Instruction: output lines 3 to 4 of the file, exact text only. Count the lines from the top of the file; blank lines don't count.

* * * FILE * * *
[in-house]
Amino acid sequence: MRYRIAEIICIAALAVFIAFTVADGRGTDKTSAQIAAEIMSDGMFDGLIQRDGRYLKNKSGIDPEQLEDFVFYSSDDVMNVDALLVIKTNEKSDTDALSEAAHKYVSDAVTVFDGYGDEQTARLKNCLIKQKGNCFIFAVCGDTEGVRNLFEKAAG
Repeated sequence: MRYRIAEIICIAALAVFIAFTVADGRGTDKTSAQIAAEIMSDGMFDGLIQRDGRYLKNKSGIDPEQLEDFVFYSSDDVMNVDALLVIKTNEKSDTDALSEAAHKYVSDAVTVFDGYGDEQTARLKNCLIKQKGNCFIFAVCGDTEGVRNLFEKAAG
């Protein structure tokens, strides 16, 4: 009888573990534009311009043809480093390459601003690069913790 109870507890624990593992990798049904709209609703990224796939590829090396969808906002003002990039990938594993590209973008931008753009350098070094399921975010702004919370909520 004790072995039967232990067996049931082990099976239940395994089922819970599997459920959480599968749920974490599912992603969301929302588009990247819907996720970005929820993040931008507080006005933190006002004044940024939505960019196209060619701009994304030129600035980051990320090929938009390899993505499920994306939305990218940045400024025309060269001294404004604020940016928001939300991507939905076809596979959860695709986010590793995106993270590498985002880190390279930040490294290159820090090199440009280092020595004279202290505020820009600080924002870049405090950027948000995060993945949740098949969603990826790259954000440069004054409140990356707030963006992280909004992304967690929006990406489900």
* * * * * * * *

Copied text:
Repeated sequence: MRYRIAEIICIAALAVFIAFTVADGRGTDKTSAQIAAEIMSDGMFDGLIQRDGRYLKNKSGIDPEQLEDFVFYSSDDVMNVDALLVIKTNEKSDTDALSEAAHKYVSDAVTVFDGYGDEQTARLKNCLIKQKGNCFIFAVCGDTEGVRNLFEKAAG
């Protein structure tokens, strides 16, 4: 009888573990534009311009043809480093390459601003690069913790 109870507890624990593992990798049904709209609703990224796939590829090396969808906002003002990039990938594993590209973008931008753009350098070094399921975010702004919370909520 004790072995039967232990067996049931082990099976239940395994089922819970599997459920959480599968749920974490599912992603969301929302588009990247819907996720970005929820993040931008507080006005933190006002004044940024939505960019196209060619701009994304030129600035980051990320090929938009390899993505499920994306939305990218940045400024025309060269001294404004604020940016928001939300991507939905076809596979959860695709986010590793995106993270590498985002880190390279930040490294290159820090090199440009280092020595004279202290505020820009600080924002870049405090950027948000995060993945949740098949969603990826790259954000440069004054409140990356707030963006992280909004992304967690929006990406489900």